August 24th, The Hacker News reported about a massive leak of 38 million records from upwards of a thousand web apps. These records included Microsoft’s own employee information (a.o. home addresses, social security numbers and vaccination status) which were left exposed online for anyone to find. Governmental bodies from places such as Maryland and New York City, as well as private companies such as American Airlines and Ford were said to also have been impacted.
Researchers from UpGuard found that the exposure came from a default permission setting on Microsoft's Power Apps platform. Power Apps is a Microsoft-powered development platform that enables individuals to build low-code business apps, for mobile and web use.
One of the options of Power Apps is to enable OData (Open Data Protocol) APIs for retrieving data from Power Apps lists. When an individual would enable the OData feed on the “OData Feed” list settings tab, they had to also activate the “Enable Table Permissions” option on the “General” list settings tab unless they wanted to make the OData feed public. This was due to the default configuration of disabled table permissions. Table permissions enabled, would in fact prevent anonymous data access, but lists ignore these permissions and any custom table permissions unless the individual would activate the table permissions for the list.
According to the Microsoft documentation: To secure a list, you must configure Table Permissions for the table for which records are being displayed and also set the Enable Table Permissions Boolean value on the list record to true.”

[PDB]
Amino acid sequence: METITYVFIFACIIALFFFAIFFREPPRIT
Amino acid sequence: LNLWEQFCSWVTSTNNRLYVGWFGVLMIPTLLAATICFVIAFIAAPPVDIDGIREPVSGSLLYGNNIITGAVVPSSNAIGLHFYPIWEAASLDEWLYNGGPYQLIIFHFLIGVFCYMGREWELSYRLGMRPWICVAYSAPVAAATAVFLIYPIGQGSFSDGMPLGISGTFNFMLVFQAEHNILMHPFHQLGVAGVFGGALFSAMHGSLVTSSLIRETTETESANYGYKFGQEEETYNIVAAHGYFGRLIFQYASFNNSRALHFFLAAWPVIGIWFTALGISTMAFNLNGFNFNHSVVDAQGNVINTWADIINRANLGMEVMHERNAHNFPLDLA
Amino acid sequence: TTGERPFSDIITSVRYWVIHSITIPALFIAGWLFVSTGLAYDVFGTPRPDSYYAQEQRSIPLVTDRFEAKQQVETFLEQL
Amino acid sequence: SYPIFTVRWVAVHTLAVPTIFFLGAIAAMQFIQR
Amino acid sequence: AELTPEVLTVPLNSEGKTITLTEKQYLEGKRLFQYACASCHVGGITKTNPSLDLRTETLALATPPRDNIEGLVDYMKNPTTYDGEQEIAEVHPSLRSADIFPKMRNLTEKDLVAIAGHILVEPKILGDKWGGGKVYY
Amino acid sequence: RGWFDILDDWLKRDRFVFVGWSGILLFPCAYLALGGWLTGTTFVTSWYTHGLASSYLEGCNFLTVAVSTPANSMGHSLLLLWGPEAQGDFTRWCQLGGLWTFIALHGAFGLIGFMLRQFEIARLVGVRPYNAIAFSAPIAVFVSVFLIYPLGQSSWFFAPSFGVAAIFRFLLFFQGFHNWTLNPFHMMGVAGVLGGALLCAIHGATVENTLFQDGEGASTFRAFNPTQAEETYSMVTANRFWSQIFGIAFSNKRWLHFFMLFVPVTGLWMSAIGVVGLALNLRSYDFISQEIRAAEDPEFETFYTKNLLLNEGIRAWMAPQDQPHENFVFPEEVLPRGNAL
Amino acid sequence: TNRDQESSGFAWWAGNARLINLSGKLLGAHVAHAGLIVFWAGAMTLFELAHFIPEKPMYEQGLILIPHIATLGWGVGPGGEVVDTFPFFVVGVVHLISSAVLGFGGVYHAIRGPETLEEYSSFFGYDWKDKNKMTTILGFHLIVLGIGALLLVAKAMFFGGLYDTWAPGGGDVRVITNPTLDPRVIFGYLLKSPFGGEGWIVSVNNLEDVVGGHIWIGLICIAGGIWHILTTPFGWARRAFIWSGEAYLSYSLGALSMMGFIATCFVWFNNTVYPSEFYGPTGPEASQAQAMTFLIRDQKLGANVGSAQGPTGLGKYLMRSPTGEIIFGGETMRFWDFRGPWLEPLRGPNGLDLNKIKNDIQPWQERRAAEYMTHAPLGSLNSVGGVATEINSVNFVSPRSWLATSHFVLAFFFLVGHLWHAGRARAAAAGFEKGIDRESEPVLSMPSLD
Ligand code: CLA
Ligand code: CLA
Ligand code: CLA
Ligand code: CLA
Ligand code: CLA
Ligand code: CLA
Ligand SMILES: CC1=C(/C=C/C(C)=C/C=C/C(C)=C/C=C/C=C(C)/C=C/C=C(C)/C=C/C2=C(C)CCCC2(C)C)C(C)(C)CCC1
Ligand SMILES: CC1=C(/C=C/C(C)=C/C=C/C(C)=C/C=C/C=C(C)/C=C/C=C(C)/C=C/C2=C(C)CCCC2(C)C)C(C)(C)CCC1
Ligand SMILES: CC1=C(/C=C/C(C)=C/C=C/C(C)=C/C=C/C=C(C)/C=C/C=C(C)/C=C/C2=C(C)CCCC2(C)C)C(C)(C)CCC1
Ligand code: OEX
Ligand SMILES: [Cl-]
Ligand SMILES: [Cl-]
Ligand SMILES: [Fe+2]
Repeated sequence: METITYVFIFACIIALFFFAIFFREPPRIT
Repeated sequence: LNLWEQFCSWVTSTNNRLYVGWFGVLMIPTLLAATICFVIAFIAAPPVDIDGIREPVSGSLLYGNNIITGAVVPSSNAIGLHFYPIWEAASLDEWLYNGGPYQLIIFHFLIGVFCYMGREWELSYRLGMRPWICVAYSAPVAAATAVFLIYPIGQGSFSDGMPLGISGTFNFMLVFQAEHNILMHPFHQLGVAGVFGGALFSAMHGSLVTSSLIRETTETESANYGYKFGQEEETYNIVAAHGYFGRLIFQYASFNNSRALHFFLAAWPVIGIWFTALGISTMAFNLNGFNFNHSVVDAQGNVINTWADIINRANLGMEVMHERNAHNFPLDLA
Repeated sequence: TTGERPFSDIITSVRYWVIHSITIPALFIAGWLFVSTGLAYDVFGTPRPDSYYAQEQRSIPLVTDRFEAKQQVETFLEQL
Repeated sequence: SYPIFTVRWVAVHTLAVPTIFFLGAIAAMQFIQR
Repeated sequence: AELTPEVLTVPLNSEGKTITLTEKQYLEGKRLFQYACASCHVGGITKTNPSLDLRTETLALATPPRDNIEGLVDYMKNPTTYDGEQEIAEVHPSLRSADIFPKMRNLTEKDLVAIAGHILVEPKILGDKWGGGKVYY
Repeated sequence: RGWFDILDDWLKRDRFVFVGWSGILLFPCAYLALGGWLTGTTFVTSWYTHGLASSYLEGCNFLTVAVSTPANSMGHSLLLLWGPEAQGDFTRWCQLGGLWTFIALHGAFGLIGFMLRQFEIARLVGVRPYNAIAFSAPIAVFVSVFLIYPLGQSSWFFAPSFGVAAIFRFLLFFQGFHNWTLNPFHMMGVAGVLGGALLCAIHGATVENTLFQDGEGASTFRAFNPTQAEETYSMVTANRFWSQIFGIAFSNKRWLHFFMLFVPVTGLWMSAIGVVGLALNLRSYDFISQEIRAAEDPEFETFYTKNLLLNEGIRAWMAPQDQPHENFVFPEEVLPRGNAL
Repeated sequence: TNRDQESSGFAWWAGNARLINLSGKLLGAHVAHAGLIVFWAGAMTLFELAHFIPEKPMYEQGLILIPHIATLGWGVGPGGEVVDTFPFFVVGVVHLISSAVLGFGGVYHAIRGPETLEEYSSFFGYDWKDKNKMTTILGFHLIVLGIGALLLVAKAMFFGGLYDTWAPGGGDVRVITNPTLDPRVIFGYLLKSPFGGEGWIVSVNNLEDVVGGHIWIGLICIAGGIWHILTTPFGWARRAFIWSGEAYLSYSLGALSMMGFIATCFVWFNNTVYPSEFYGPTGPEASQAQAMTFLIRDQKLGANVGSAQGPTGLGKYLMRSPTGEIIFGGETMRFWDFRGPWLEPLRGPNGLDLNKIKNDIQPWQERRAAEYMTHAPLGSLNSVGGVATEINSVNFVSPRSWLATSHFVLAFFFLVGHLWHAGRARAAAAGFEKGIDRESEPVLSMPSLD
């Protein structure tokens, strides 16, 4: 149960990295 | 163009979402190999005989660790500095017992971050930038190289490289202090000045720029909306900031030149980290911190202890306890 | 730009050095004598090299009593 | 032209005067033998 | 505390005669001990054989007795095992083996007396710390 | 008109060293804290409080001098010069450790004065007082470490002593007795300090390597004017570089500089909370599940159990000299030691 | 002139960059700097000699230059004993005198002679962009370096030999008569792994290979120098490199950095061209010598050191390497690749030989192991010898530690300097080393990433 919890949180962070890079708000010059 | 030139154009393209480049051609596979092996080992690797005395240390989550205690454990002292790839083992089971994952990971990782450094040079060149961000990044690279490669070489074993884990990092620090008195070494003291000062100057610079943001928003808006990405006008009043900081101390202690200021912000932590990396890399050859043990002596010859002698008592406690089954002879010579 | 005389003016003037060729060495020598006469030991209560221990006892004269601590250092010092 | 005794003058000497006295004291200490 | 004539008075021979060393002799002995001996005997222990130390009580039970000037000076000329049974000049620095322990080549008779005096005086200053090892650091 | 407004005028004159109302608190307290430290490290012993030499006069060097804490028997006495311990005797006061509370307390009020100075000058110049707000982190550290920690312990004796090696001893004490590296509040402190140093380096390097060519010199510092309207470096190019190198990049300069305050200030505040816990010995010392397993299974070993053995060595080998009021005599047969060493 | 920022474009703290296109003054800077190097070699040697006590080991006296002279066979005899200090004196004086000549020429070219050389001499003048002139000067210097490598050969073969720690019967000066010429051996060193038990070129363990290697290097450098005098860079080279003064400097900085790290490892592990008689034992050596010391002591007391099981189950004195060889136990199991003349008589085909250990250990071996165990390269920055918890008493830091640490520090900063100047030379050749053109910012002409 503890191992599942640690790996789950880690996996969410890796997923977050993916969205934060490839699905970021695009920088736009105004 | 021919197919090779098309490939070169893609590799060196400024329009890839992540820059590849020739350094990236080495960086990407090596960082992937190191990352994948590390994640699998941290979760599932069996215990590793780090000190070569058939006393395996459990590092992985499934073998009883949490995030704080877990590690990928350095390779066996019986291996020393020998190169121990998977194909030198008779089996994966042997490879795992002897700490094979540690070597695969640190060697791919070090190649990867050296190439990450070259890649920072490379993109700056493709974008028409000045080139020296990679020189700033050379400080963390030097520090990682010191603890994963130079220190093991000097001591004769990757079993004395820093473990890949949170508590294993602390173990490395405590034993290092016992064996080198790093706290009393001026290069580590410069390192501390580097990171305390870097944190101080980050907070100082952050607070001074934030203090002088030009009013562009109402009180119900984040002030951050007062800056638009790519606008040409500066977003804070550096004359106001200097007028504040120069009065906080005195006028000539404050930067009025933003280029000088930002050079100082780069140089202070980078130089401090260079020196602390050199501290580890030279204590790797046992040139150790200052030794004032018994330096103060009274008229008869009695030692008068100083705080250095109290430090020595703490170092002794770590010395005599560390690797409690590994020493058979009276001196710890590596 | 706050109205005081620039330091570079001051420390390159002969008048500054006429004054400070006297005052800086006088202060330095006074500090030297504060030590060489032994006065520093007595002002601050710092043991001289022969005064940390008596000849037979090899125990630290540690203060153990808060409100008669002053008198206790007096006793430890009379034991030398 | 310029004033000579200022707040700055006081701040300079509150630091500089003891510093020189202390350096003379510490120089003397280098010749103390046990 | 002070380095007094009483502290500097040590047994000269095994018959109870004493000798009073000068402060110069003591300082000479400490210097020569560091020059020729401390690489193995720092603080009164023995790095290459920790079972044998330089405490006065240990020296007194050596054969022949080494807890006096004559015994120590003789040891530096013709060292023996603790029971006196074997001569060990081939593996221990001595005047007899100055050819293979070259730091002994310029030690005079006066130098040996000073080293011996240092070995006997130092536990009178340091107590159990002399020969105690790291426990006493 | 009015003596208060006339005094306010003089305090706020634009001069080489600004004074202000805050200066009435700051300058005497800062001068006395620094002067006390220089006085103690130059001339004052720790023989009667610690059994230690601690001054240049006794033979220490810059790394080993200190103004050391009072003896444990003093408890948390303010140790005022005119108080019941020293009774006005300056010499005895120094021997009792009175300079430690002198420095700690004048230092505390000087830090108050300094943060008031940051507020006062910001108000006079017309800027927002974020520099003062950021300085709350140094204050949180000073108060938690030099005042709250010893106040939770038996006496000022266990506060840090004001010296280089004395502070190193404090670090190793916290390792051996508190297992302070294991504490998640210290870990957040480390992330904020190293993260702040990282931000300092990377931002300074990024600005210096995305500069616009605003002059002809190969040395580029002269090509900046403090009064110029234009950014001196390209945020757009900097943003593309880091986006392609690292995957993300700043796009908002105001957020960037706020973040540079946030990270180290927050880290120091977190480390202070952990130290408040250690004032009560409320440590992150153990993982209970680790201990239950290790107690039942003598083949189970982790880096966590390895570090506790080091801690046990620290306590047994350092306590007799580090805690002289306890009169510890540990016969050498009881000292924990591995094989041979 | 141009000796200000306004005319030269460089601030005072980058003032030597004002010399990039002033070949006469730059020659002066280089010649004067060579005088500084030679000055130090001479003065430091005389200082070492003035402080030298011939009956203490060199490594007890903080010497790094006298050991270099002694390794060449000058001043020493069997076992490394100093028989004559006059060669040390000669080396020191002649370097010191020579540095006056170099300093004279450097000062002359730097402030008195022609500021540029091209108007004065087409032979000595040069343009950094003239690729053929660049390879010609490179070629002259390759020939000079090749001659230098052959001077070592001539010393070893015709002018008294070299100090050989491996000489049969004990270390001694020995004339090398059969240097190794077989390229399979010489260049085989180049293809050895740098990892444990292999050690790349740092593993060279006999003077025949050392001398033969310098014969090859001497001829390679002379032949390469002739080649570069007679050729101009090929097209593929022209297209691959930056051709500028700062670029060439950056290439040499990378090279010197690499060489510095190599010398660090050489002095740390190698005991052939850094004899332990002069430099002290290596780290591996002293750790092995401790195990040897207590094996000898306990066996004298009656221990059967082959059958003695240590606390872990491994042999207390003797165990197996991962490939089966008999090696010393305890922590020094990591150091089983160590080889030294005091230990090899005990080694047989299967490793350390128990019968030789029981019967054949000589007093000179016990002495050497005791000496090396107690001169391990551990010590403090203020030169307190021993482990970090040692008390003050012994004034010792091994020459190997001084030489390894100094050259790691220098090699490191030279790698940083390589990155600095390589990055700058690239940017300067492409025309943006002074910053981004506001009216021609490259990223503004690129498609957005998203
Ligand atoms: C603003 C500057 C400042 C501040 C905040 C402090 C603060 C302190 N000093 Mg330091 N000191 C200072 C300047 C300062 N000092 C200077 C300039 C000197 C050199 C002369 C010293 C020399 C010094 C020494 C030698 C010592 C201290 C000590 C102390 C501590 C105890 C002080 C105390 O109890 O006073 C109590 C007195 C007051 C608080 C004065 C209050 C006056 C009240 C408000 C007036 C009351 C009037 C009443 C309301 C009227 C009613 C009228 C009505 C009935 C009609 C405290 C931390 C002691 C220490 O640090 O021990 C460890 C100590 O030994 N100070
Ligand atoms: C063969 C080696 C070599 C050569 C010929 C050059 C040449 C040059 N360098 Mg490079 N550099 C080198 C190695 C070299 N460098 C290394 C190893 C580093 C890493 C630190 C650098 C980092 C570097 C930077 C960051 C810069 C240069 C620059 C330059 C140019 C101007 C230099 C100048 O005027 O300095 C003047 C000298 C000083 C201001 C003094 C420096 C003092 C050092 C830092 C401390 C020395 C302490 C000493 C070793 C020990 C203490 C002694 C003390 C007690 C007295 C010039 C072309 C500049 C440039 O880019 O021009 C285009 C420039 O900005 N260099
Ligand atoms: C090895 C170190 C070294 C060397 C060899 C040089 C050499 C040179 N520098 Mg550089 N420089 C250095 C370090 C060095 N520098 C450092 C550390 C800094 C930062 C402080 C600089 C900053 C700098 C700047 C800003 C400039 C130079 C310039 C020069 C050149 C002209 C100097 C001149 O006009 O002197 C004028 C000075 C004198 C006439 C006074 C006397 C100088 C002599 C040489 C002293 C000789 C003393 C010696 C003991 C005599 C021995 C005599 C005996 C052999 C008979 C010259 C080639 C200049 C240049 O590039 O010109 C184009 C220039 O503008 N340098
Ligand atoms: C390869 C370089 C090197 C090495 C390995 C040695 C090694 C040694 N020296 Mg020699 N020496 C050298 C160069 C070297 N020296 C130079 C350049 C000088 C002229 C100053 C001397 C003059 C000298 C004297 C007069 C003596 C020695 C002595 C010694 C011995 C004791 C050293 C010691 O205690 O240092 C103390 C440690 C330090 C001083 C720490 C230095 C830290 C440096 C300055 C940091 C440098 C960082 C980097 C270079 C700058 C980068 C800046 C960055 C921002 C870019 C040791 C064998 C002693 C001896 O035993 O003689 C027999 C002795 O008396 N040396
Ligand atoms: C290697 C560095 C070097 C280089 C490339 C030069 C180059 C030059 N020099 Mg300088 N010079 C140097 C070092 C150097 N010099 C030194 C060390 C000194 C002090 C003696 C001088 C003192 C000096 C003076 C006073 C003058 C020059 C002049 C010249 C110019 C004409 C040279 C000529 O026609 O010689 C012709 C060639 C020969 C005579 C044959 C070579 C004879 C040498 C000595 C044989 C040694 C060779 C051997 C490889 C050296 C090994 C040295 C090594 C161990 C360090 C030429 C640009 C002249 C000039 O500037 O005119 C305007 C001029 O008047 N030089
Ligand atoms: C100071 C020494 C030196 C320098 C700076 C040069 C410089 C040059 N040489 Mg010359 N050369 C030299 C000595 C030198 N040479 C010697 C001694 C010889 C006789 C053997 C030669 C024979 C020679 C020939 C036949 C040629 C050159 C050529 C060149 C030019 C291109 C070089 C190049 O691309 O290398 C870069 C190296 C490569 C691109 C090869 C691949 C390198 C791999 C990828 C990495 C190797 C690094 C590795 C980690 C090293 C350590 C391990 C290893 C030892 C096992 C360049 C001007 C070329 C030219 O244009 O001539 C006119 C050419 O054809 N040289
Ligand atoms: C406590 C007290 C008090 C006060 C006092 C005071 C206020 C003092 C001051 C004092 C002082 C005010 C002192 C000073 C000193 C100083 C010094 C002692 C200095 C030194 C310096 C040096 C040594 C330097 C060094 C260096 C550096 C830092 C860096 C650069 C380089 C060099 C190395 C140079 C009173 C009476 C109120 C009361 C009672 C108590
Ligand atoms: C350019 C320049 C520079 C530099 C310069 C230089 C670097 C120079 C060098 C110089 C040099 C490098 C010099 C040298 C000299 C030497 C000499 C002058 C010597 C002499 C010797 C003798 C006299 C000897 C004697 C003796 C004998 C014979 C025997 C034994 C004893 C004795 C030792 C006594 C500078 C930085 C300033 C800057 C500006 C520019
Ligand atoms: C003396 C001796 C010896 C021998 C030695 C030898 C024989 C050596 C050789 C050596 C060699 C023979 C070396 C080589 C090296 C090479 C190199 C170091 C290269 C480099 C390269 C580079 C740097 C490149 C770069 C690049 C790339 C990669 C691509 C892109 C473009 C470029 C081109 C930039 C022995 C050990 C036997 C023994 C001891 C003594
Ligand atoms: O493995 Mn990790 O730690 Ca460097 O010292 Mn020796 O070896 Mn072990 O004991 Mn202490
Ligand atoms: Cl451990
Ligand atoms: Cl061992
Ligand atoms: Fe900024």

When the Table List configurations are not set correctly and the OData feed is enabled, anonymous users can access list data freely, leaving the company exposed.
As a result of the research and report made in June 2021, Microsoft has made changes to Power Apps portals such that table permissions are enabled by default.
This type of leak is not a one-off unfortunately, and as the amount of apps abound and compound with the amount of configurations, organizations need a better way to keep track and ensure SaaS app security.
SaaS Security Posture Management (SSPM) solutions have risen to the top of the cybersecurity dialogue, as SSPM automated solutions enable companies to continuously monitor and remediate all SaaS apps’ configurations, no matter how seemingly minor, and ensure the company is compliant with industry standards and internal policies.
An SSPM solution alerts an organization when misconfigurations leave them exposed, and helps to prevent the next leak or breach.